A climate change training and awareness creation programme has been organized for students of the Junior High School Division of Vision Seed Academy in Accra.
The prgramme, was a collaboration between the Institute of Green Growth Solutions (IGGS) - a registered non-governmental, non-partisan, independent policy think tank that promotes a sustainable approach to development through research, technical assistance, capacity building and advocacy - and the Kondrad Adenauer Stiftung (KAS) Foundation, a think-tank for deepening development co-operation.
The awareness-creation seminar, which formed part of a project to create awareness among Ghanaian school children on the link between environmental degradation and climate change and the impact of climate change on socio-economic development, was on the theme: 'Building Resilience to Climate Change in Ghana'.
In his opening remarks, Mr Henry Bortey Otchwemah, Environmental Consultant, IGGS said IGGS and its Network of Associates, remained committed to promoting a sustainably-co-ordinated effort locally, continentally and internationally in combating current trends in climatic changes.
Mr Otchwemah said through its numerous works in climate change, IGGS had pushed forward the national agenda to enhance citizens' adaptation and resilience through reduced vulnerability to climate change and its impacts.
He added that IGGS was continuously dedicated to championing a course of action geared towards a world capable of effectively managing the climate change risks of all forms.
He said IGGS was also committed to driving and working towards the 2030 Agenda for sustainable development and the Sustainable Development Goals (SDGs) in Africa.
Mr Otchwemah said IGGS, over the past years, had ensured that the interest of the environment was considered at all times in national decision-making processes, especially regarding development.
He said IGGS was keen on helping achieve a cleaner environment 'for all and by all' through awareness creation and education and to contribute to ensuring that the objectives of the national, continental and international environmental policies were achieved.
In a presentation, Mr Leonard Hasu, Operations Manager, IGGS, noted that unsustainable exploitation of the forests through timber extraction or shifting cultivation exposed the land to the fierce rays of the sun which, in turn, reduced evapo-transpiration and disturbed the water-cycle, leading to droughts and uncertain weather patterns.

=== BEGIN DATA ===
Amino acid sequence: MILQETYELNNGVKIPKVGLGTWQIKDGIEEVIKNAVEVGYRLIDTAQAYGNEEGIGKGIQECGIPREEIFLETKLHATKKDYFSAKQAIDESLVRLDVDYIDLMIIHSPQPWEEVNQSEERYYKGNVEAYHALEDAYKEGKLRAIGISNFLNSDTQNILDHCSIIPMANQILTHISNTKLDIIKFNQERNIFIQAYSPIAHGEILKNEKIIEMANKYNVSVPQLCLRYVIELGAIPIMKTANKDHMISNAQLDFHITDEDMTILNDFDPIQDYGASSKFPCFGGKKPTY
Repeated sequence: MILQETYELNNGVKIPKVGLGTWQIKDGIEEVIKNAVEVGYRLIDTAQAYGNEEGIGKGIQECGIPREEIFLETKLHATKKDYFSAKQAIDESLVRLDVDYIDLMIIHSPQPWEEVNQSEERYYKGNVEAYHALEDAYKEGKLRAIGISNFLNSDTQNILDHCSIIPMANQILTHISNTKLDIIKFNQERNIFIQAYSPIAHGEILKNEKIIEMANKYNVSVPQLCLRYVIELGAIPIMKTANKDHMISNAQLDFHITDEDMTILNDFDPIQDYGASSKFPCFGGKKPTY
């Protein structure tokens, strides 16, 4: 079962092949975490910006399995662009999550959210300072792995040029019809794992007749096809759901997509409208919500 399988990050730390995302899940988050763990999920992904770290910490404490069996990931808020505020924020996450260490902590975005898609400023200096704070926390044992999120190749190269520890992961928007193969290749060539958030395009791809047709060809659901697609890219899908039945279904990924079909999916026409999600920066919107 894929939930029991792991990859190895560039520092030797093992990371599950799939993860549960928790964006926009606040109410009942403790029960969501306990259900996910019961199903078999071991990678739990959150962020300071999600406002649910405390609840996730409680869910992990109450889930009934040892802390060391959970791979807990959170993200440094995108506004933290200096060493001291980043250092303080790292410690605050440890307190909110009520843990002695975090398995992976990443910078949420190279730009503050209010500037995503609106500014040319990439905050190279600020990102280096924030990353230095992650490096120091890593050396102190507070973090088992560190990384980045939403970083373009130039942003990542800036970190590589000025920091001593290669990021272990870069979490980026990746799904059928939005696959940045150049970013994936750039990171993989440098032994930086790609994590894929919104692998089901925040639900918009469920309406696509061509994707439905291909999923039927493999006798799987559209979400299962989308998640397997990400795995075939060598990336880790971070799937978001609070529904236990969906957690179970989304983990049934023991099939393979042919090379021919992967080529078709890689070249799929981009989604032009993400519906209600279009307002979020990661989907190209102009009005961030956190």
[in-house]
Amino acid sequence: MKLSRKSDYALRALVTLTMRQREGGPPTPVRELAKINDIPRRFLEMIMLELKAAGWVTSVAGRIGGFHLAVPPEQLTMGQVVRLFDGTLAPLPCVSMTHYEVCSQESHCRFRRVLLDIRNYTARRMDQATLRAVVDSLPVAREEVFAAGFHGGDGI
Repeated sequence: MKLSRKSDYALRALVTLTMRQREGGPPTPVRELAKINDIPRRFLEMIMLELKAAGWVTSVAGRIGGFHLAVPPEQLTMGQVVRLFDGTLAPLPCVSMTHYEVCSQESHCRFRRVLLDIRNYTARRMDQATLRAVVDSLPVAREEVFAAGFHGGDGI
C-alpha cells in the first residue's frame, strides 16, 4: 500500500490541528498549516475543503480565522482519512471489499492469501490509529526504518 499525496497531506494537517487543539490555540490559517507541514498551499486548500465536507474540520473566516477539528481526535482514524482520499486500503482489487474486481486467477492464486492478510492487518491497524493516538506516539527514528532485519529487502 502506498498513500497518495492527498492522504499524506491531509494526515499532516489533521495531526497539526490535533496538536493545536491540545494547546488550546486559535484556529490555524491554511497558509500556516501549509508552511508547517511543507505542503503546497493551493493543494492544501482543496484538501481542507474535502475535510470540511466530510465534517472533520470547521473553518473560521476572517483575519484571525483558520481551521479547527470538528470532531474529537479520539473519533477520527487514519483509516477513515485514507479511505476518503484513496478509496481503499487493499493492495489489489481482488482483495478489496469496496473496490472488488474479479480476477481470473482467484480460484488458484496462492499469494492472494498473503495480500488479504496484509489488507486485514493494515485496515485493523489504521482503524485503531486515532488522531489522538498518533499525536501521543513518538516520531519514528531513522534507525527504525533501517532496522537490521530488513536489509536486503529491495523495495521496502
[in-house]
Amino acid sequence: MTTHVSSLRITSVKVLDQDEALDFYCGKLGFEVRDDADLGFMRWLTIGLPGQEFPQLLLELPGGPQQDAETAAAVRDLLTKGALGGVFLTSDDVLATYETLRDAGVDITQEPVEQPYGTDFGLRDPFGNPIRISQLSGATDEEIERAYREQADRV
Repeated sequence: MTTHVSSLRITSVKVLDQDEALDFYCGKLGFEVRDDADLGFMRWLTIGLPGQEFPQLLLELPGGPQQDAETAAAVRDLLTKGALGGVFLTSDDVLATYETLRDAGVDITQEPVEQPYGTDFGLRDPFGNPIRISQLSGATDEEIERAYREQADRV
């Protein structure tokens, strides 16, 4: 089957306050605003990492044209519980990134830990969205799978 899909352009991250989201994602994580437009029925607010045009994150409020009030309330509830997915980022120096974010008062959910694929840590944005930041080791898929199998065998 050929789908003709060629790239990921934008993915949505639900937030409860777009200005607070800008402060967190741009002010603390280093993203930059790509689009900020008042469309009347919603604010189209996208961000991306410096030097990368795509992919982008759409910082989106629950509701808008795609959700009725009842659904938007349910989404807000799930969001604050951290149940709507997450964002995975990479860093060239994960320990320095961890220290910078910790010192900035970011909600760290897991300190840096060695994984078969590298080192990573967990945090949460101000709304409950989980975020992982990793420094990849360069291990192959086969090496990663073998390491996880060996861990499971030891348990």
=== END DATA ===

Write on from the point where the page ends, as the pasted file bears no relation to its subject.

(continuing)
Mr Hasu cited plastic pollution, illegal mining called 'galamsey', unbridled silting of lakes, lagoons and rivers by run-offs and domestic spillage of effluents, among others, as responsible for climate change and its attendant developmental constraints.
In another presentation, Ms Sandra Kesse, Consultant, IGGS, explained climate change resilience as to adapt, reorganize, and evolve into more desirable configurations that improved the sustainability of the system, leaving it better prepared for future climate change impacts.
Ms Kesse noted that with the rising awareness of climate change impacts by both national and international bodies, building climate resilience had become a major goal for these institutions.
She said the key focus of climate resilience efforts was to address the vulnerability that communities, states, and countries currently had with regards to the environmental consequences of climate change.
She said to address water stress and desertification and to overcome the threat to livelihoods and increased poverty, there was the need to practice rain water harvesting, use energy-efficient products and embark on massive tree planting.
Ms Kesse, therefore, urged the students to become change agents by being part of efforts to practice sound environmental habits and to influence others to do same.
The term "climate change" is often used to refer specifically to anthropogenic climate change (also known as global warming). Anthropogenic climate change is caused by human activity, as opposed to changes in climate that may have resulted as part of Earth's natural processes
In this sense, especially in the context of environmental policy, the term climate change has become synonymous with anthropogenic global warming. Within scientific journals, global warming refers to surface temperature increases while climate change includes global warming and everything else that increasing greenhouse gas levels affect.
Source: ISD (G.D. Zaney)